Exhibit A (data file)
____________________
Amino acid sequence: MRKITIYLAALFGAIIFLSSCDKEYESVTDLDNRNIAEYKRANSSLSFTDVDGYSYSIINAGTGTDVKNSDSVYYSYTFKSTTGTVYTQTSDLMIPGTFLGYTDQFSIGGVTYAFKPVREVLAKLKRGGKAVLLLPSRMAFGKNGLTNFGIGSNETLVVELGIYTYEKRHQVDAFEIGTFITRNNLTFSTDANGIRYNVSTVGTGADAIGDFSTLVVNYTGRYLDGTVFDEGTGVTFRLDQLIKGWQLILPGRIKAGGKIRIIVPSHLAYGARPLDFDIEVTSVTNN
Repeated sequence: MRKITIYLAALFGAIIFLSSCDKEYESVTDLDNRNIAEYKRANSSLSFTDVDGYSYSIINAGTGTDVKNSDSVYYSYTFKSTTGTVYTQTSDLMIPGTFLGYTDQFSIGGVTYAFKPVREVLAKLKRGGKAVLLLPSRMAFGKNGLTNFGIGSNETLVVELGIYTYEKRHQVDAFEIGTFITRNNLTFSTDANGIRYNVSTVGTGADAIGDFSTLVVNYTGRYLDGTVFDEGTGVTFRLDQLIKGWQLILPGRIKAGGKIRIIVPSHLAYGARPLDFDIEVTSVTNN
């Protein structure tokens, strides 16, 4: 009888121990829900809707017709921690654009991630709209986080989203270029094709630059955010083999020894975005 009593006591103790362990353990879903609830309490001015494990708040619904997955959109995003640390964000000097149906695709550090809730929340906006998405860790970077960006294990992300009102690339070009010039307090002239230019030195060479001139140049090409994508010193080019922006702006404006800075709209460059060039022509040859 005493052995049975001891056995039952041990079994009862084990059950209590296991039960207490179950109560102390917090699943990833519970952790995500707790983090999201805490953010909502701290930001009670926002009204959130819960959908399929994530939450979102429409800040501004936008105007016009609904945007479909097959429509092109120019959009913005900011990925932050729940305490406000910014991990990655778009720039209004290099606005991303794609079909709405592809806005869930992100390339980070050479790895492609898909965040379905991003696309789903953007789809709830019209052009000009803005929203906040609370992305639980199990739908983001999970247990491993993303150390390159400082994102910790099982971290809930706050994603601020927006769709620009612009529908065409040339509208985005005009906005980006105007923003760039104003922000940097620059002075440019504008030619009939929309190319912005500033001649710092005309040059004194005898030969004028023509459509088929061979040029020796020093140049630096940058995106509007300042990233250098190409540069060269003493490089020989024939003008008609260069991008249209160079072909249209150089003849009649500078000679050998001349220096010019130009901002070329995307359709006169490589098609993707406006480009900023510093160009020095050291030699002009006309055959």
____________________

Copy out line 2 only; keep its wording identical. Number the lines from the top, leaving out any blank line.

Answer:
Repeated sequence: MRKITIYLAALFGAIIFLSSCDKEYESVTDLDNRNIAEYKRANSSLSFTDVDGYSYSIINAGTGTDVKNSDSVYYSYTFKSTTGTVYTQTSDLMIPGTFLGYTDQFSIGGVTYAFKPVREVLAKLKRGGKAVLLLPSRMAFGKNGLTNFGIGSNETLVVELGIYTYEKRHQVDAFEIGTFITRNNLTFSTDANGIRYNVSTVGTGADAIGDFSTLVVNYTGRYLDGTVFDEGTGVTFRLDQLIKGWQLILPGRIKAGGKIRIIVPSHLAYGARPLDFDIEVTSVTNN